Stitches, by David Small, W.W. Norton (paperback 9/13/2010)
The Impostor's Daughter, by Laurie Sandell, Little, Brown and Company (paperback 7/12/2010)
The comics medium and the memoir genre are very well suited to each other. In no other genre is personal point of view so relevant, and no other medium is as adept (and adaptable) at depicting that point of view: not just what but how an author sees her world. The sequential nature of the images allows an author to show readers the events she remembers, but also the way she remembers the events; and a talented author can convey mood and tension, as well as setting and story in a single panel.
David Small’s memoir Stitches uses the wavering lines and streaks of watercolor paints, but it is devoid of color: a subtle palette of gray and black splotches incompletely filling, or drifting over pen lines. Each section is introduced with a blank, black page: a solid sheet of ink on which is written, in negative, the author’s age at the time of the events. The words work like an accusation: “I was 6.” Or: “I was 11,” so that you begin to feel the unfairness of the situation, and Small’s righteous anger even before you begin the story.
The black and white watercolor technique hearkens both to the early 50’s era, and to the grim nature of the setting and story, but the style is all his own: Detroit cityscapes and household backgrounds are blurred, impressionistic, and Small uses rough pen strokes and hard shifts in shades of gray to evoke his world. When something suddenly appears in detail—the look on a face, or the book’s titular stitches scrawled across the boy’s neck—it marks how clearly the moment stands out in Small’s memory. The effect is striking enough to make it stand out in the reader’s as well.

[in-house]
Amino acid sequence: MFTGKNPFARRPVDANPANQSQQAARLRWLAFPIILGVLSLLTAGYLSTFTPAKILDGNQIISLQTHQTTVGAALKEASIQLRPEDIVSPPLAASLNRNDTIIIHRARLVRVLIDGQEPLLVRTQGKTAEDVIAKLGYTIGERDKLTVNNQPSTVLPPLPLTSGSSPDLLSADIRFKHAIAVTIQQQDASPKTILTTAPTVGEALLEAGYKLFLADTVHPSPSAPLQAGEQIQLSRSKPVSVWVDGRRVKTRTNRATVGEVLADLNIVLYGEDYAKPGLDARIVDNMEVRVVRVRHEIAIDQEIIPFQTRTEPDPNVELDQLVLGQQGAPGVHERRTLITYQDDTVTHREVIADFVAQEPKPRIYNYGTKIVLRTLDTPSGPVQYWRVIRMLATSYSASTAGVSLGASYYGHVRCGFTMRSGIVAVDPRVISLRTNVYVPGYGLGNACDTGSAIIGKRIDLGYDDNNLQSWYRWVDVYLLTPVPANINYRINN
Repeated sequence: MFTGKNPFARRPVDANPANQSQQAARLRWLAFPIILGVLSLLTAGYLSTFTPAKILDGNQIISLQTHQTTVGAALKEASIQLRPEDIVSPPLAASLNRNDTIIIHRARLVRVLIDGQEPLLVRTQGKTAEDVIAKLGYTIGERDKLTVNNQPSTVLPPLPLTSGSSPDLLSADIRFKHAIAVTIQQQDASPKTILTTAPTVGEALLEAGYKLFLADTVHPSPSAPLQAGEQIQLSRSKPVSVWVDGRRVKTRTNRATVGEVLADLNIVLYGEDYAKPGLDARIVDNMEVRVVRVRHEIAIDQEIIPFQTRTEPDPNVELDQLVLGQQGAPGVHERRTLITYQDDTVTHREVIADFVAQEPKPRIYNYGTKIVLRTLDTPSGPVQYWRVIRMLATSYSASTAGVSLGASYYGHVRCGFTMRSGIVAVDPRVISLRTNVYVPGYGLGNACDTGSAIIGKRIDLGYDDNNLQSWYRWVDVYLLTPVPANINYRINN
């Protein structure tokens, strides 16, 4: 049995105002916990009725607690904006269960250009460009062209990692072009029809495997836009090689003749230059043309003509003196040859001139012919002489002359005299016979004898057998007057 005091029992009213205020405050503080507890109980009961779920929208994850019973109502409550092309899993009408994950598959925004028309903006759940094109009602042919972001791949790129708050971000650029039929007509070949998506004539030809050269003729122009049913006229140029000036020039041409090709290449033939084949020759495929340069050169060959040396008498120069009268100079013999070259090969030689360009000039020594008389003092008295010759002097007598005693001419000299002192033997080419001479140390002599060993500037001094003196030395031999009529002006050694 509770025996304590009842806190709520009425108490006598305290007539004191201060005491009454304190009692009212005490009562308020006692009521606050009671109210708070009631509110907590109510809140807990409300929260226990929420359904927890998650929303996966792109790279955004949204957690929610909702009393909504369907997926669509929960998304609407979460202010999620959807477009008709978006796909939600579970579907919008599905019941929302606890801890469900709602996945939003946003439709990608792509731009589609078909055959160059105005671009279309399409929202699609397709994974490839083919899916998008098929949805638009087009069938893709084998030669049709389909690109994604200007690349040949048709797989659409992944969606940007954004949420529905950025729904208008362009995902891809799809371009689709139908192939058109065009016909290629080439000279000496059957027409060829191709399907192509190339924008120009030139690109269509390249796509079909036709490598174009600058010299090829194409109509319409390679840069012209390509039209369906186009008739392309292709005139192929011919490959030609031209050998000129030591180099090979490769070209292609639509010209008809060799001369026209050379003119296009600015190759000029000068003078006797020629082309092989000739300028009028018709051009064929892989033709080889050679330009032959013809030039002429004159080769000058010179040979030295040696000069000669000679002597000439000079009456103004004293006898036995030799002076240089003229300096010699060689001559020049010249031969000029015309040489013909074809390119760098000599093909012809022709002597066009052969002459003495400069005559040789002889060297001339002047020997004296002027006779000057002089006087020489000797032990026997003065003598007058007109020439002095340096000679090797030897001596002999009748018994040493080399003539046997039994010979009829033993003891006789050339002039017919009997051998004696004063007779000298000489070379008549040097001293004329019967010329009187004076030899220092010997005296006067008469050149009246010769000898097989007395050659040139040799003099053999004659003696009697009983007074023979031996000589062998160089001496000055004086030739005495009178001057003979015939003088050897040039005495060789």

The writing in Stitches is often sparse—conversations are clipped, narration is terse, and a reader might read two or three pages of panels before a word graces the page. The appropriateness of this is hard to overstate. Stitches depicts a household in which everything important is left unsaid. His mother speaks in furious silences and slammed cupboards. His father, constantly chewing on a pipe, either utters doctoral harumphs, or stentorian pronouncements that explain nothing. The only sound his brother makes comes from banging drums. And as Small writes of his own communication methods: “Getting sick. That was my language.”
Much of the book is, in fact, about sickness: Small’s journey to physical (and emotional) well-being dominates the book, but there is room also for the physical and mental illnesses of different members of his family. He is born with severe sinus problems and his radiologist father, following the science of the times, treats him with regular doses of x-radiation. When he reaches puberty, Small develops a growth on his neck—a cancer from the radiation, though it is dismissed at first as a “sebaceous cyst” and left untreated for years. When they finally take him in to get it removed, and the extent of the disease is understood, they take out his thyroid gland and one of his vocal chords. He wakes up nearly unable to speak. At no point do his parents offer an explanation, and Small must find out that he had cancer on his own.
“You didn’t need to know anything then, and you don’t need to know about it now,” his father announces when finally confronted. Much of the rest of the book involves Small’s efforts to come to terms with this, why his parents did this, and how he might deal with it. Perhaps more stunningly, Small’s tumor is not the only unspoken problem in Small’s family, nor is it the only medical illness.
Still, the book is primarily about Small, his illness, and how he learns, or relearns to speak. At first his remaining vocal chord allows him only to say “ack,” but soon he’s able to whisper. More or less forced to be quiet, he searches for ways to make himself heard. At first these are relatively unhealthy. He steals the car. He runs away. But eventually he meets a therapist, and begins to make his life into something livable. And his voice, both physically and psychologically, grows stronger.
This is the rare memoir that feels necessary. It’s clear that for Small, who has written and illustrated children’s books for 30 years, won Caldecott medals and worked with the likes of Beverly Cleary and Ted Kennedy, that this intimate, personal story is the culmination in a lifetime of learning to speak up, to fight the dangerous silences of his childhood. But the book is necessary for readers as well. Stitches is a tightly-written, powerful story about the ways that keeping quiet (about needs, about fears, about culpability) can threaten, even destroy families. And Small’s artistry with monochrome and terse dialogue is a strong reminder of how a child’s whisper can be more powerful, at times, than the loudest of screams.